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In support of our ongoing campaign, From No Outsourcing to Know Outsourcing our friends at Software-Russia have published a compelling piece in support of why outsourcing makes a strong business sense. Below is the text of their argument on why politics shouldn’t interfere in business practices and why outsourcing will continue to have its way.
With outsourcing a hot political topic during the current run-up to the US elections in November, it’s worth considering why the practice has taken center stage, and what the reality is versus the spin placed on the issue by the country’s mainstream media.
In the current demonstration against outsourcing in the state of Illinois, workers at Sensata Technologies are currently calling on Republican presidential hopeful Mitt Romney to help save their jobs.
Romney is a former CEO of Bain, the owner of Sensata, and still earns profits from the company. Protesting the company’s plans to outsource the entire location’s workforce to China, the employees of Sensata are at the center of a political storm that may cost Romney the election, that threatens to further damage the image of outsourcing, and one that could ultimately have a chilling effect on the US economy. That, however, is unlikely. The simple fact is, outsourcing makes good business sense. In fact it could even help the US beat the recession once and for all.
While controversy rages about giving away jobs which could employ local college graduates at home, it is perhaps more useful to focus on how the practice could help the economy stay afloat. When faced with a choice between seeing companies declare bankruptcy or moving some of their operations offshore to reduce costs and stave off the banks, outsourcing begins to look like the only sensible option in the long-term.
Here a distinction needs to be drawn between what is outsourced and which jobs remain inside the country; something the US media and the differing political camps tend to ignore. The fact is, very few companies actually outsource their entire operation. Instead they tend to outsource non-core business processes, research and software development. By doing so they are able to create international networks that provide 24-hour manufacturing and customer service around the globe. They are also able to reduce costs on those operations which generate the least amount of revenue for the company while retaining top talent in key positions at home.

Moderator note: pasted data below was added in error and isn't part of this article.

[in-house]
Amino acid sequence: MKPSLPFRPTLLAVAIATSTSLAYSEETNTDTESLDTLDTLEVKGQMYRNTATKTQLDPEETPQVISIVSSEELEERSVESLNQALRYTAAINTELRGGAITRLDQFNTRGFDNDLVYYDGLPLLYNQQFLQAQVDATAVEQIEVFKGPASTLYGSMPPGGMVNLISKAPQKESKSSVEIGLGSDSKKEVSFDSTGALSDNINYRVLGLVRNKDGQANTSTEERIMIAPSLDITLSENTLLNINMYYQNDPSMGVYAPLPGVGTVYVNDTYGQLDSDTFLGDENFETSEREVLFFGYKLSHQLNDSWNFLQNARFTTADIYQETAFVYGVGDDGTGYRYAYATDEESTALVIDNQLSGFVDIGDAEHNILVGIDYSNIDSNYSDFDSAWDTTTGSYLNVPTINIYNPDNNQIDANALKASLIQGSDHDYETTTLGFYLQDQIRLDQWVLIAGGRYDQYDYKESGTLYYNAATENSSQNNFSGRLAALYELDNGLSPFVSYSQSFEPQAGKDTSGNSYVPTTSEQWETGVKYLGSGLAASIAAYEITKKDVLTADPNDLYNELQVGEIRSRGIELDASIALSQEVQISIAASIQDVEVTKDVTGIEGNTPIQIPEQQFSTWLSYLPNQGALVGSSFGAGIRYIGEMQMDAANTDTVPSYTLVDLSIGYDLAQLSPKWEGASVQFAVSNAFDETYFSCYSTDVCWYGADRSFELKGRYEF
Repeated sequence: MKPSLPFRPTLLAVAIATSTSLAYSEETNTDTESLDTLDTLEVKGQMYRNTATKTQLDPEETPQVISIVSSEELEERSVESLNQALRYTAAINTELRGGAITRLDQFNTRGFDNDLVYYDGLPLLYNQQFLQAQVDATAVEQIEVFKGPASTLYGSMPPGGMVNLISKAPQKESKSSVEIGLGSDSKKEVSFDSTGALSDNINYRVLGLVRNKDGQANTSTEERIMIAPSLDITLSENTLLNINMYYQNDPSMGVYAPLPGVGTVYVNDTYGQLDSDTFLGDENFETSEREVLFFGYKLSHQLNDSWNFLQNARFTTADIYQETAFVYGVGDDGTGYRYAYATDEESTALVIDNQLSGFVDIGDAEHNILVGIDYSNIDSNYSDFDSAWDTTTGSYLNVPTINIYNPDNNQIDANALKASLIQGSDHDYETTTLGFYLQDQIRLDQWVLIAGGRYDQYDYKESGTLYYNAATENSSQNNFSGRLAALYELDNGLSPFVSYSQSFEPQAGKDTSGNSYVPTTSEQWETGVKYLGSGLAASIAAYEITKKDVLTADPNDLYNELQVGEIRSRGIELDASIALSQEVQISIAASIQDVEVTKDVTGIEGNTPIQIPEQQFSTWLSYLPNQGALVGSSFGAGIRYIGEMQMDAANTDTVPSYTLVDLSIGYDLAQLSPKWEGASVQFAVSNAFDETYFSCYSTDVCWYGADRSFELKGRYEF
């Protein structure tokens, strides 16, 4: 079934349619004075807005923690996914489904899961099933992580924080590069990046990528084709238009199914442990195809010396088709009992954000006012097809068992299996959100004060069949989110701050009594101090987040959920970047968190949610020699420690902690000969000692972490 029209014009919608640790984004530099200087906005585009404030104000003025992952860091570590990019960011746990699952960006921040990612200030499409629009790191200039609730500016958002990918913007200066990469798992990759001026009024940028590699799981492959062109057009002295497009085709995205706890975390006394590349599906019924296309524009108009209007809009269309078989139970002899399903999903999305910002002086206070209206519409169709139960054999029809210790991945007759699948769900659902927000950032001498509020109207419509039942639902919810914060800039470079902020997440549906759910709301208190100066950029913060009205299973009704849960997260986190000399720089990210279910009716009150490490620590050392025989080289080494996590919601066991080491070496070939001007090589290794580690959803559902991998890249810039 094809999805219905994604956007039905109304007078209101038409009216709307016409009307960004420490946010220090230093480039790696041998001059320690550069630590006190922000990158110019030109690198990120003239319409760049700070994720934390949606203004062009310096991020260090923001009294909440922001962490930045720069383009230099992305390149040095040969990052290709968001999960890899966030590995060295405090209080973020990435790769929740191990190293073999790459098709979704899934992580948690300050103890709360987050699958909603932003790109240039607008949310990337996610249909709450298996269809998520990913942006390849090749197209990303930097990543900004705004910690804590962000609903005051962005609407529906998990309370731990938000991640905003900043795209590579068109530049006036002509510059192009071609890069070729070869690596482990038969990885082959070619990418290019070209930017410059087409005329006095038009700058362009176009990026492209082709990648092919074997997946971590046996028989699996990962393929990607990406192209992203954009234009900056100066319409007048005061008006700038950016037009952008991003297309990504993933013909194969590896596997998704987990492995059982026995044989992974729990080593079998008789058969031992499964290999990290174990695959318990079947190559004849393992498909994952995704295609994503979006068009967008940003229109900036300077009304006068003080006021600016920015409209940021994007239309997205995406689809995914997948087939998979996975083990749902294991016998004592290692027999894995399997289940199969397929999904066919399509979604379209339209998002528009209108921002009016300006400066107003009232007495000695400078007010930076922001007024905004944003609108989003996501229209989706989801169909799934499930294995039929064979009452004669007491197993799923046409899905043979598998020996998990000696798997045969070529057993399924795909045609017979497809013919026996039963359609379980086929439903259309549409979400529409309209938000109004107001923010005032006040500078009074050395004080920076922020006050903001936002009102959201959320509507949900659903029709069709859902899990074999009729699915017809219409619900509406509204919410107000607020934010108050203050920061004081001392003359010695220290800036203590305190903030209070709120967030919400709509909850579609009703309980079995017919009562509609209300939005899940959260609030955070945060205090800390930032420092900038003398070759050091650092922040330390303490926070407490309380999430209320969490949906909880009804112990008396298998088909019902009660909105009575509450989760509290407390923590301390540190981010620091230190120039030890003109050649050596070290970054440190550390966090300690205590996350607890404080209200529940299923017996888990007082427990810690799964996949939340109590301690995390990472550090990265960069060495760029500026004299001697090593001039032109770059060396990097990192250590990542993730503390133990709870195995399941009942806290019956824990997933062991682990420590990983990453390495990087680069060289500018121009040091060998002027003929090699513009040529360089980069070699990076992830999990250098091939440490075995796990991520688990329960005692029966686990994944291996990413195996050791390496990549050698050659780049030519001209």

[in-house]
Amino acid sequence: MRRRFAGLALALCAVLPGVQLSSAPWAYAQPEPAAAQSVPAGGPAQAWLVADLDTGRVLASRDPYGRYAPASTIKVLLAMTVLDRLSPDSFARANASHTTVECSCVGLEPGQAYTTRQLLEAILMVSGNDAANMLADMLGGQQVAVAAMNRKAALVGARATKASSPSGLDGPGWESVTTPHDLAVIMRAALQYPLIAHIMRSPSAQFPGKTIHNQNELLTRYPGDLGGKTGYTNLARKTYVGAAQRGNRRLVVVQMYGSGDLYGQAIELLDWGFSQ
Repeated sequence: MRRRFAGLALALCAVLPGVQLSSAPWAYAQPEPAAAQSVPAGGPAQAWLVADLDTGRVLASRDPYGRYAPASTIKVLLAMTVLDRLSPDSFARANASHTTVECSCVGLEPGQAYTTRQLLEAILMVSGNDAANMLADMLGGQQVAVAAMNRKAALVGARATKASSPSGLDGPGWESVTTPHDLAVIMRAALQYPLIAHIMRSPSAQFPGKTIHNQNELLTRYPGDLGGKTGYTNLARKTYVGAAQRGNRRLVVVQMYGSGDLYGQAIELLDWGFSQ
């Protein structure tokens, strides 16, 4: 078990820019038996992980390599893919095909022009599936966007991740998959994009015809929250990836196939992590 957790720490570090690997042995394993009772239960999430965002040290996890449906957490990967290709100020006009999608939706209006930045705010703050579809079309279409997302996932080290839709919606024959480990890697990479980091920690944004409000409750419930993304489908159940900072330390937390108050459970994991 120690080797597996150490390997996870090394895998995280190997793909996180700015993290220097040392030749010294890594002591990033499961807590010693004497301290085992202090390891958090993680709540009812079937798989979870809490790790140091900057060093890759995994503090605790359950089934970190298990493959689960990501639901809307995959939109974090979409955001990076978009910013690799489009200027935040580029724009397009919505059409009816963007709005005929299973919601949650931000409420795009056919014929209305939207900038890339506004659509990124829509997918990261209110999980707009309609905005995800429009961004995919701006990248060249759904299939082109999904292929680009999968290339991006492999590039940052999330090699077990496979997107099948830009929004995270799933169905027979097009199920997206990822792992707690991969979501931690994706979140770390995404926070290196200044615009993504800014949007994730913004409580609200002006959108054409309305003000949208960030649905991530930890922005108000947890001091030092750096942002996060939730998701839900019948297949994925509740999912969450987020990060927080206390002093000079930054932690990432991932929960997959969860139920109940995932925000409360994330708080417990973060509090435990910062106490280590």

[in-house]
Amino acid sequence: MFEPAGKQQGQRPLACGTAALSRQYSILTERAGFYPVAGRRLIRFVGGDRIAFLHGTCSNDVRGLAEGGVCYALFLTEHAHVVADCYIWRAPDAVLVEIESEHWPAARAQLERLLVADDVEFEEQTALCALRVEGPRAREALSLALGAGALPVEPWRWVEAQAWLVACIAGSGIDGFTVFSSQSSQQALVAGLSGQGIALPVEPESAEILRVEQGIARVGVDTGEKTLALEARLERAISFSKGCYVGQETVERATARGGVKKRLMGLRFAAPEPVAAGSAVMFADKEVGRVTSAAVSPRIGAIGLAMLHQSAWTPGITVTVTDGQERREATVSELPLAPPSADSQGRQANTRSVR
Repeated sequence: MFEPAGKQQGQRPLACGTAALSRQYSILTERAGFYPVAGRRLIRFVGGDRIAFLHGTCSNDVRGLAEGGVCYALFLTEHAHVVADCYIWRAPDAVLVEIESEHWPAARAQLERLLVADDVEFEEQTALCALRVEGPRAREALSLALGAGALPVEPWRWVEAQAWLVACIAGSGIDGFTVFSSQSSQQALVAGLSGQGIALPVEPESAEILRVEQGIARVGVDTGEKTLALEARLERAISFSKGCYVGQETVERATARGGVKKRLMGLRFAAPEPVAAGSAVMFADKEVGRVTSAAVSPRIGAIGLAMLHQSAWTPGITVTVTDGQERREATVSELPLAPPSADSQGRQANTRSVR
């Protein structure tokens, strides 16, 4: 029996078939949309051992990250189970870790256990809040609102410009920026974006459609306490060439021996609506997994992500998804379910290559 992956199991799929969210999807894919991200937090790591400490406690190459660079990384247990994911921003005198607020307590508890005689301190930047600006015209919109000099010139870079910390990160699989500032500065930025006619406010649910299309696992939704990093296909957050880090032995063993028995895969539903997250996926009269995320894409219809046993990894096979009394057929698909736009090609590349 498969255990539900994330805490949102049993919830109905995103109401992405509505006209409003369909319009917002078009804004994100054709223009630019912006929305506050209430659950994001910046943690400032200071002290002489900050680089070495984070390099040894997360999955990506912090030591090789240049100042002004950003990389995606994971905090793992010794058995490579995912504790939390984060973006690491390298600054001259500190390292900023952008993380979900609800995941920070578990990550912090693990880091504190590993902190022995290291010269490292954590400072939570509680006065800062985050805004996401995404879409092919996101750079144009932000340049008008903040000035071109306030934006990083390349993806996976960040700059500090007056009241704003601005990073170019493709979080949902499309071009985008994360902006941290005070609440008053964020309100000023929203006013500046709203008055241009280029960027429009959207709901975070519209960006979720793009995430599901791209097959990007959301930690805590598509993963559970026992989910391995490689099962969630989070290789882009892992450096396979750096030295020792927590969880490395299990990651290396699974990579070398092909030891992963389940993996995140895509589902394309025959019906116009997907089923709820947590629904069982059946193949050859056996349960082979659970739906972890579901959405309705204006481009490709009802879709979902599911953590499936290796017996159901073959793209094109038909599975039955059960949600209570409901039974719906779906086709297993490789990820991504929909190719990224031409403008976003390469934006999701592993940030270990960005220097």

While new protectionist measures and legislation to keep jobs in their countries of origin are being proposed and enacted every day, the unintended result is that firms restricted by such anti free-trade measures are unable to go where labor is cheapest, and are therefore incapable of remaining competitive. In the end this slows the economy even further with entire workforces being let go when a company folds rather than simply seeing the loss of a portion of its employees when jobs are sent abroad.
Because of the election year, outsourcing has become one of many weapons being used to attack politicians from different parties. It is an effective weapon because the issue strikes at the core of most Americans’ fear about the future – job security.
The average American finds it difficult to understand the reasons why a job is being outsourced. This is in large part because of the way the subject is portrayed in a media that makes no time for the subtleties of the issue, but rather relies on easily repeated sound bites that supply the masses with pre-formed opinions. Thus it is up to the government to help people understand the nuances of the issue, especially the fact that while a certain amount of jobs may be lost to outsourcing now, new jobs will be created as a result of the practice.
Sadly, in an election year, the powers that be are too busy trying to protect their own jobs to dutifully inform their constituents of the facts. Certainly it is much easier for them to pander to voter prejudice and play up the fear of a foreign takeover of their jobs than it is to explain the benefits and necessities of outsourcing. For that we will probably have to wait until after the elections in November.
Originally published at